Reburial of Private Henry ParkerImage copyright Crown Copyright
Image caption Pte Henry Parker was just three days short of his 23rd birthday when he was killed in 1916

A soldier who died in World War One has been reburied with full honours after his remains were identified by DNA matching.

Pte Henry Parker was identified after DNA from bones found in France in 2015 was matched to his great-nephew.

The soldier, born in Scarborough and raised in East Yorkshire, died aged 22 during the Battle of the Somme.

He was laid to rest with full honours in the Commonwealth War Graves Cemetery at Warlencourt in France.

Image copyright Crown Copyright
Image caption Pte Parker was reburied at the Warlencourt British Cemetery, near Arras, France
Image copyright Crown Copyright
Image caption Soldiers from the Yorkshire Regiment provided the bearer party and fired a salute at the service

Pte Parker died on 26 September 1916. His remains were found where he had fallen in a field near Martinpuich.

About 25 members of his extended family attended the ceremony, which came after the Ministry of Defence researched his identity.

Pat Burton, Pte Parker’s great-niece said: “It is a great honour for us to be here today to pay our respects.

“We would like to thank the Joint Casualty and Compassionate Centre of the Ministry of Defence for inviting us to the burial ceremony here in Warlencourt, and feel very humble to be part of this occasion and extremely proud of our great uncle.”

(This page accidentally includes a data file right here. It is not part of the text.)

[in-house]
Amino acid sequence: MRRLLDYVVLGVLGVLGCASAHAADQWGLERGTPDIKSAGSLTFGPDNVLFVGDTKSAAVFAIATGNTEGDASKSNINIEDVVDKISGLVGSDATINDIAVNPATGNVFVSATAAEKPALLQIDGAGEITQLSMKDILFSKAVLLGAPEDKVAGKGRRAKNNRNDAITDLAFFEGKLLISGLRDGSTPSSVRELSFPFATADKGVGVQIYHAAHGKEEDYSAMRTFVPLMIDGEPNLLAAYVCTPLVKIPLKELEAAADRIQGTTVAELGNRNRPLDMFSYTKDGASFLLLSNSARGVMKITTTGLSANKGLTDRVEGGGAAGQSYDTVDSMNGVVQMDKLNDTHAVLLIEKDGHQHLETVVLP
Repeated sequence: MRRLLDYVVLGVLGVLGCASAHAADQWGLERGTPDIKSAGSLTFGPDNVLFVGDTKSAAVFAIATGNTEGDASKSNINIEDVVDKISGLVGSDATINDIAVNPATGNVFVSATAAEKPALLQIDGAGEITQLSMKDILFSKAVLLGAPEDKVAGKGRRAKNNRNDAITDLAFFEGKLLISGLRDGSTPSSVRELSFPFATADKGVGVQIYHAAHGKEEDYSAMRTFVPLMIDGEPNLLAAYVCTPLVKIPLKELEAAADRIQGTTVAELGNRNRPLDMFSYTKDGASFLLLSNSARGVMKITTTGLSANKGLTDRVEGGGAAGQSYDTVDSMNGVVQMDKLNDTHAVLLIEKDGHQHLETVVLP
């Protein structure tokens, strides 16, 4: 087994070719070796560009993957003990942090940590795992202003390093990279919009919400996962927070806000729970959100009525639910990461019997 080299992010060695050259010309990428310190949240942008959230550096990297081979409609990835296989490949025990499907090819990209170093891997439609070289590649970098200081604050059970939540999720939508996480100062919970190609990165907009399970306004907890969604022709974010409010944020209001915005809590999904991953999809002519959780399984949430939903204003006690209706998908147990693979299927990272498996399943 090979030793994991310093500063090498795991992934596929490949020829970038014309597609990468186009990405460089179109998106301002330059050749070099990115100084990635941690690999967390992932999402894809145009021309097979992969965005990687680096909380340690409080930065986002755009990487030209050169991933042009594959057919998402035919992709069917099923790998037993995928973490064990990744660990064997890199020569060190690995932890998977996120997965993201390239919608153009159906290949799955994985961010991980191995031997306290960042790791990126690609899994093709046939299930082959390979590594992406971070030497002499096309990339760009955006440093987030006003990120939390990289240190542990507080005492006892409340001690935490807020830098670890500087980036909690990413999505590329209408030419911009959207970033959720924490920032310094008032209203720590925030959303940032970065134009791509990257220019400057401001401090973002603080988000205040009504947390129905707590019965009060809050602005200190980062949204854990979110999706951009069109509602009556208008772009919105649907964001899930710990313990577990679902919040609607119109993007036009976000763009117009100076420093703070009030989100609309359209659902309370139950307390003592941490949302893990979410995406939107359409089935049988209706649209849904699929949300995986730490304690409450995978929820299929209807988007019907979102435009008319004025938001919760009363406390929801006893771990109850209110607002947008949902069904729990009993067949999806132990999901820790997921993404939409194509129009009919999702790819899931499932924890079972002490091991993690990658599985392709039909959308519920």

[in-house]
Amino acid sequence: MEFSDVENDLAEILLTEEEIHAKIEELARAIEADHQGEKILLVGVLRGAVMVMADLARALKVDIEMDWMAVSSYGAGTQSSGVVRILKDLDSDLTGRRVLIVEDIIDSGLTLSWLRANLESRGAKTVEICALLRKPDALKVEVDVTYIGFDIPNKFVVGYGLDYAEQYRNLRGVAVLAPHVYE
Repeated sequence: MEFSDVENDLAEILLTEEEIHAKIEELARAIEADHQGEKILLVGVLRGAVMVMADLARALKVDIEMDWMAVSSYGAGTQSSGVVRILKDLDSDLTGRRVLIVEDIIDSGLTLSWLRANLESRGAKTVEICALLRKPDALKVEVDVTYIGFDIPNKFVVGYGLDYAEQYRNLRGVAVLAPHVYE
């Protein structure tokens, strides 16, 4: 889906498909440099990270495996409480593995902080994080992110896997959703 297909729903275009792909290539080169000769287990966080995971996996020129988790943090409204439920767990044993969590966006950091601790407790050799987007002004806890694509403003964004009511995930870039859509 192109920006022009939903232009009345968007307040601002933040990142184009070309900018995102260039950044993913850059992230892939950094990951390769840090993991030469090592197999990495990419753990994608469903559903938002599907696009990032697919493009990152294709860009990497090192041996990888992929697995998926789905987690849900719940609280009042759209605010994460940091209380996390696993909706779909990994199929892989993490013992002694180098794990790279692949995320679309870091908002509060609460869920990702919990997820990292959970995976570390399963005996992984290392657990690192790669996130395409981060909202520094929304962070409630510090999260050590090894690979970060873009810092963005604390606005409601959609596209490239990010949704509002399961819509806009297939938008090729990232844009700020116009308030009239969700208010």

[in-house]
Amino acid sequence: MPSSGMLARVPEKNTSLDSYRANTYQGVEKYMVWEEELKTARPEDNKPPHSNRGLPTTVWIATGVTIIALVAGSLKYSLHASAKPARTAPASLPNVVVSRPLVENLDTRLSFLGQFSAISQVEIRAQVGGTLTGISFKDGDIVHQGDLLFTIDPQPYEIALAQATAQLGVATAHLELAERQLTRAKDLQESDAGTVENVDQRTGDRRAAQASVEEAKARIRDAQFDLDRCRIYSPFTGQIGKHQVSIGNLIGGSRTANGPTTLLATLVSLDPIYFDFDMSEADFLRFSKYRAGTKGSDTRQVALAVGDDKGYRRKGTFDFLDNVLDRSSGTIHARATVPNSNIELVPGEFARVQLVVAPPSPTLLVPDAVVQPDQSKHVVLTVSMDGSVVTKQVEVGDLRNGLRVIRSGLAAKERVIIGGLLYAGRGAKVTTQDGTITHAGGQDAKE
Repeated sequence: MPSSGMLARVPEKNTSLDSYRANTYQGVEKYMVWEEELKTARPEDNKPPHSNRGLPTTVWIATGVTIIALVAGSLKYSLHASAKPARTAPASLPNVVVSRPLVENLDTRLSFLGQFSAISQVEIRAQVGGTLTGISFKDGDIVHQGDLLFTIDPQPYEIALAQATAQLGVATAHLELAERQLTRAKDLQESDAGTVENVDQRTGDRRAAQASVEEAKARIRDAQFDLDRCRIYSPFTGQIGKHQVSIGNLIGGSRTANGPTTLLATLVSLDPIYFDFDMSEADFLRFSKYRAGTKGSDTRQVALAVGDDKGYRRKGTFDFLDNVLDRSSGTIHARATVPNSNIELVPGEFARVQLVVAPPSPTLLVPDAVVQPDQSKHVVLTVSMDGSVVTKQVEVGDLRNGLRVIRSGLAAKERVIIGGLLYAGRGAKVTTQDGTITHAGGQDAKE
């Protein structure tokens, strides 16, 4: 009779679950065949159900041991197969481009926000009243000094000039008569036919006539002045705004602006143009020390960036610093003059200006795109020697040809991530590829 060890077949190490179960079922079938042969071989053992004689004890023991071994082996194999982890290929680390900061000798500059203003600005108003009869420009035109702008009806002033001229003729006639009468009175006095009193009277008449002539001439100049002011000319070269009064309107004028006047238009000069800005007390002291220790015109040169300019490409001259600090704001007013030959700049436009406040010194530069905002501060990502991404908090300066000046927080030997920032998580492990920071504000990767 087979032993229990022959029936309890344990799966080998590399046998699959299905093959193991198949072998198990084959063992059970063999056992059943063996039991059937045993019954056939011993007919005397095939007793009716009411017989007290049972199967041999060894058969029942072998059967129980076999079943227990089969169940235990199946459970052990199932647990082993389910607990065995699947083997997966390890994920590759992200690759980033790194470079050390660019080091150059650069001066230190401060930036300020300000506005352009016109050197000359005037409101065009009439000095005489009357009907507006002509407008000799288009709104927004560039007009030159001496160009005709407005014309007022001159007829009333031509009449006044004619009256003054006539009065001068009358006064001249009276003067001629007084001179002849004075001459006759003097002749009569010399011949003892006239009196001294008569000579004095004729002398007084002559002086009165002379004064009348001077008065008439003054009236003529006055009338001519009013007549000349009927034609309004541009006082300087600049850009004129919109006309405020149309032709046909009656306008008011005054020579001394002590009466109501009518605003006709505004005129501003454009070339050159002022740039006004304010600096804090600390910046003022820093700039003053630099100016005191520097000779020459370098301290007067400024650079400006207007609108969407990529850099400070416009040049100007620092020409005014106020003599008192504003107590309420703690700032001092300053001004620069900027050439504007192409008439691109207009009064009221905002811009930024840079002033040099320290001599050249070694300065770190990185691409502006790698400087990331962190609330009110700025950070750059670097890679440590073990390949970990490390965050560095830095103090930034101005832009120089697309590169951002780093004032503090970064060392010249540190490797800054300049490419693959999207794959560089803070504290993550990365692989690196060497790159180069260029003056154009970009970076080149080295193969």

More than 1,000,000 servicemen were killed or injured on all sides as the British and French armies fought the Germans between 1 July and 18 November 1916.

Steve Erskine, assistant curator of the Green Howards Museum in Richmond, North Yorkshire, said: “It’s been a humbling experience and a pleasure to give a man a grave and get his name taken off the wall of the missing.”

Image copyright Crown Copyright
Image caption About 25 members of his extended family attended the reburial

Mr Erskine said a very distinctive Territorial 5th Battalion, Yorkshire Regiment shoulder badge was found with the remains and initially there were 37 possible names for the soldier.

Once that had been narrowed down to 12, fragments of the bones were sent to a government laboratory in Middlesex to be analysed.

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Image caption The military insignia recovered with Pte Parker’s remains were key to his eventual identification
Image copyright PA
Image caption The Battle of the Somme raged from the 1 July to 18 November 1916

DNA hit a match with Francis Storry from Driffield, in East Yorkshire, leading to identification of the dead soldier.

Responding to the news in February, his relative said: “I am delighted. I feel proud, really proud.”

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